The World’s Lost Cities Everyone Should Visit
Delve into the magic and mystery of the world’s lost cities, where ancient memories float among the crumbling ruins of civilisations. Adventures into the past blend awe-inspiring scenery, fascinating cultures and historical wonders, to create holidays worthy of top billing on your travel bucket list.
To get you started, here’s a look at the world’s lost cities everyone should visit.
The ancient city of Pompeii was destroyed when Mount Vesuvius erupted in A.D. 79. Most of its residents fled as the volcano spewed ash, rocks and dust, but the ones who remained were buried, leaving hollow spaces where their bodies lay. Hundreds of years later, archaeologists filled them with plaster to create moulds of their last moments.
You can walk the site, as well as trek around the volcano, which is still active. In Italy, travel to Pompeii from Naples or Sorrento via the Circumvesuviana train and take a shuttle to Vesuvius from the Pompeii stop.
Machu Picchu, Peru
The awe-inspiring landscape that surrounds Machu Picchu, between the Andes and the Amazon Basin, provides a backdrop worthy of the magnificent ruins. Machu Picchu was built in the fifteenth century, only to be abandoned by the Inca Empire, when the Spaniards conquered in the 16th century. It’s a place of spiritual harmony, incredibly artistic architecture and unresolved mysteries.
Travel to Machu Picchu via train from Cusco, for incredible views as you wind your way through the valleys, or hike the famous Inca Trail, over 4 days for the fit and physical or 2 days for an easier trek.
Chichen Itza, Mexico
An ancient city that was once the centre of the Maya empire, Chichen Itza’s pyramids, temples, columns and stone structures are evidence of a sophisticated and spiritual civilisation. The Temple of Kukulkan has 365 steps, one for each day of the calendar year, as devised by the Mayans. The city was left to the jungle in the 1400s, but there’s no known record as to why.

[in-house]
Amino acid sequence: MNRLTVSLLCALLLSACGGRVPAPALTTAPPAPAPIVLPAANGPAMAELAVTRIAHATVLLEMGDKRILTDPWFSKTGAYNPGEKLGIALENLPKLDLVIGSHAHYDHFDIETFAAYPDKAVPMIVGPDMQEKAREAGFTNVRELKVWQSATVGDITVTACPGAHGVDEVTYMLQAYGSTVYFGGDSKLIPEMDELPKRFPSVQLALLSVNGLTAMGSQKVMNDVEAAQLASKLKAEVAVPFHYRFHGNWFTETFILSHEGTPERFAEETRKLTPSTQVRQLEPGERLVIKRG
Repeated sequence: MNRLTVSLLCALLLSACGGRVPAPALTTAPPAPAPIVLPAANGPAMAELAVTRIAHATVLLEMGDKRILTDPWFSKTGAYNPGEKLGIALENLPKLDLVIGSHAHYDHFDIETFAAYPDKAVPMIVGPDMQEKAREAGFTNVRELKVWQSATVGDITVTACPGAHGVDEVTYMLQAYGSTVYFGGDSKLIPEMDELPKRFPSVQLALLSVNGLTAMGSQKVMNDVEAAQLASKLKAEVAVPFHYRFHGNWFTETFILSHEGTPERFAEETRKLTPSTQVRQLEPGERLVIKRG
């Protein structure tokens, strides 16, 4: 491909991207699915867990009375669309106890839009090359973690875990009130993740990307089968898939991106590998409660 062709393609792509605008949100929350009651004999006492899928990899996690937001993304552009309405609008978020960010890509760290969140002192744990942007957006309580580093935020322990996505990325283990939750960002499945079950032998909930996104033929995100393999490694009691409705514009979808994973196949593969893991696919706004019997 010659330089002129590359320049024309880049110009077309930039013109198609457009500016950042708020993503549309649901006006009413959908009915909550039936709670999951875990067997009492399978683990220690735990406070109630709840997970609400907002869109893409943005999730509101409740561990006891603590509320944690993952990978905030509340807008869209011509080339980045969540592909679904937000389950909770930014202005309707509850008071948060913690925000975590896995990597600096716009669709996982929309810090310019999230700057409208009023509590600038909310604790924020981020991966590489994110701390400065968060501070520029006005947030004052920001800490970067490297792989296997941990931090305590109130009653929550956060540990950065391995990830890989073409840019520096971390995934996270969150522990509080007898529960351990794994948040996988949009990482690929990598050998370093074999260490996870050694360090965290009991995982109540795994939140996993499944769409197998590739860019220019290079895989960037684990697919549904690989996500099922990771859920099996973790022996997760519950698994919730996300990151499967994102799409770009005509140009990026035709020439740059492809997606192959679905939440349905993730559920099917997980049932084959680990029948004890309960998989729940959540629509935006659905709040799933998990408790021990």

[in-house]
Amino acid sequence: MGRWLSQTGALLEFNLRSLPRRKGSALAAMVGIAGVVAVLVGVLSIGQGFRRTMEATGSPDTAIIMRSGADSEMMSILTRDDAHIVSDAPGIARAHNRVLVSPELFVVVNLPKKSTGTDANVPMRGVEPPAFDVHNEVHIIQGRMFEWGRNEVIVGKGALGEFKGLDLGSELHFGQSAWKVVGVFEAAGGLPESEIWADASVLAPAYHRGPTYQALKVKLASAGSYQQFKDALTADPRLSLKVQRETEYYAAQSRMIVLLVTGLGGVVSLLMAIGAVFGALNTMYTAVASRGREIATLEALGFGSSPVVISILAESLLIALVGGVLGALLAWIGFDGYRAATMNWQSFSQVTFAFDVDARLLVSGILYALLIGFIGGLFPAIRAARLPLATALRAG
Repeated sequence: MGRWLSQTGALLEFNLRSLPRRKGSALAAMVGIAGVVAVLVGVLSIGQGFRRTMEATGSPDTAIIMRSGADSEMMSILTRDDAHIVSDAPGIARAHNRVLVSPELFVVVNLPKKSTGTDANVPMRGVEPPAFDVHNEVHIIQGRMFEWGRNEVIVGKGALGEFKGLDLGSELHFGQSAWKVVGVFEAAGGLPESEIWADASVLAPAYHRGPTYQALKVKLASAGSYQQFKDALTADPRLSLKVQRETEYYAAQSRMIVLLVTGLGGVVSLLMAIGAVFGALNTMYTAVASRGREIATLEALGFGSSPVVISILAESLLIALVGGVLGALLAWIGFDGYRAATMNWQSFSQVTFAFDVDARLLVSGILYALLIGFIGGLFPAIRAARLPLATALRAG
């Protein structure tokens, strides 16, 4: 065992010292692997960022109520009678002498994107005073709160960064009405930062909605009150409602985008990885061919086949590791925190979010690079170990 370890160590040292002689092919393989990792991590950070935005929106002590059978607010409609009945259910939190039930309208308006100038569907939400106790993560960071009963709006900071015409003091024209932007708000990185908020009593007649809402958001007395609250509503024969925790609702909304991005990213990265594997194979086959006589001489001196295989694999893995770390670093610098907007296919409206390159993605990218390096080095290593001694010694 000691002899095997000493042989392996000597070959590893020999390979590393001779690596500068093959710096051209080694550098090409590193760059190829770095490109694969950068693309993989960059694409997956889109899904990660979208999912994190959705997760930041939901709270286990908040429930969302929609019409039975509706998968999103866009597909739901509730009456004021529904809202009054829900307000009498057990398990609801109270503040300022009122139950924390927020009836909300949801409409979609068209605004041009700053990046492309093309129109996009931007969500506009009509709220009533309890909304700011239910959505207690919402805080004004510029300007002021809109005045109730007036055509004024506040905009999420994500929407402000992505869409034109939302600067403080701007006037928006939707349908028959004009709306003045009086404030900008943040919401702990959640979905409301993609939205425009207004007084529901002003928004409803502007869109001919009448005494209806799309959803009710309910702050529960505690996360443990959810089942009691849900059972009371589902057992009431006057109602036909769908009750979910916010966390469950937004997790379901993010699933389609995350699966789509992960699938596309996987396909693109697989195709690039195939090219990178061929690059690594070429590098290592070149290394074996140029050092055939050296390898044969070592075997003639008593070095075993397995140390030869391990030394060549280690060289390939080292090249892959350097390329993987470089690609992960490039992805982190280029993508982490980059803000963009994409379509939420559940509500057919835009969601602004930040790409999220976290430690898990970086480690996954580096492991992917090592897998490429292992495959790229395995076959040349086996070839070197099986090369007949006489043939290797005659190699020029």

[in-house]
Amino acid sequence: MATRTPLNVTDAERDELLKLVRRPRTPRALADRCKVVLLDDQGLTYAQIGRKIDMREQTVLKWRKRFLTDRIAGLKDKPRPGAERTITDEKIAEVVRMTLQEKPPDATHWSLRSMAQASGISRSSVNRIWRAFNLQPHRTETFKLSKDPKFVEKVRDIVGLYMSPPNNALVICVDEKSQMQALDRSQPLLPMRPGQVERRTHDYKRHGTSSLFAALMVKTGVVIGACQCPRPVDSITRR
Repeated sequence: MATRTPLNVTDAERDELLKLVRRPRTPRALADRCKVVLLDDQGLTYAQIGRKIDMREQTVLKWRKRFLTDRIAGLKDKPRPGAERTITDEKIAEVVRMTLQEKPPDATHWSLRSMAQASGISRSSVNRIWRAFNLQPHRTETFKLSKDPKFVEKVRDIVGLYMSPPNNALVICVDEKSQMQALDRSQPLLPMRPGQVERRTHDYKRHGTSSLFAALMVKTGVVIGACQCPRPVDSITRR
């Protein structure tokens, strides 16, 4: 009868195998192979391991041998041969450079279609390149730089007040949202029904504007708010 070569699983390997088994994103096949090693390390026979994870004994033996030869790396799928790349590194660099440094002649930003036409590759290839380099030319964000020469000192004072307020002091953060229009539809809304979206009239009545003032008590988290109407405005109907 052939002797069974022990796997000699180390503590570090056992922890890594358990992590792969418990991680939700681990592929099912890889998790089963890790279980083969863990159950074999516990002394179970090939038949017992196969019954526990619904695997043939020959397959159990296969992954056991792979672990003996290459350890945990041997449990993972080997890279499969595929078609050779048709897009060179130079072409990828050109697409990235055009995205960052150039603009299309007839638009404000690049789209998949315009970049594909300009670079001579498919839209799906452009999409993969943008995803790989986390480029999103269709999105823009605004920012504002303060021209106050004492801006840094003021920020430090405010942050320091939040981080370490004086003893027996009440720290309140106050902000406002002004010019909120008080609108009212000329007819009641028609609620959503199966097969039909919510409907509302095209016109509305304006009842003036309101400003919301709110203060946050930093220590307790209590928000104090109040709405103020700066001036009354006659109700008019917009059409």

Visit the World Heritage site by flying to Merida or Cancun and taking a bus to the town of Piste. The ruins are open daily and you can see the famous shadow serpent of El Castillo, which falls on the pyramid, at the spring and autumn equinoxes.
Undeniably dramatic and hauntingly beautiful, Petra was the capital city of the Nabataeans and a major trade centre for incense, silks and spices. The abandoned temples and towers cut into mighty cliffs of red and orange sandstone, making it one of the world’s most fascinating archaeological sites.
As with many ancient sites, the best time to see Petra is in the early morning or late afternoon, so plan to stay in a hotel nearby. You can take tours, hire a taxi or drive from Amman to Wadi Musa, which is the village surrounding the ruins.
Termessos is northwest of Antalya and the ancient city is one of Turkey’s major tourist attractions. The ruins of the Pisidian city tumble down the side of a mountain and include well-preserved walls, a gymnasium complex, the magnificent theatre and temples. You can take tours and excursions to the site, from Antalya.
Angkor Wat, Cambodia
The temple complex of Angkor Wat is believed to be the largest religious monument in the world. Built in the first half of the 12th century, the complex is, not surprisingly, one of the top travel bucket list destinations in the world. It was constructed as a Hindu temple for the Khmer empire, dedicated to the god, Vishnu.
To visit the complex, you can stay in the vibrant town of Siem Reap, in accommodation ranging from budget to luxury. The changing light creates magical moments for photos, so visiting at different times of the day is recommended.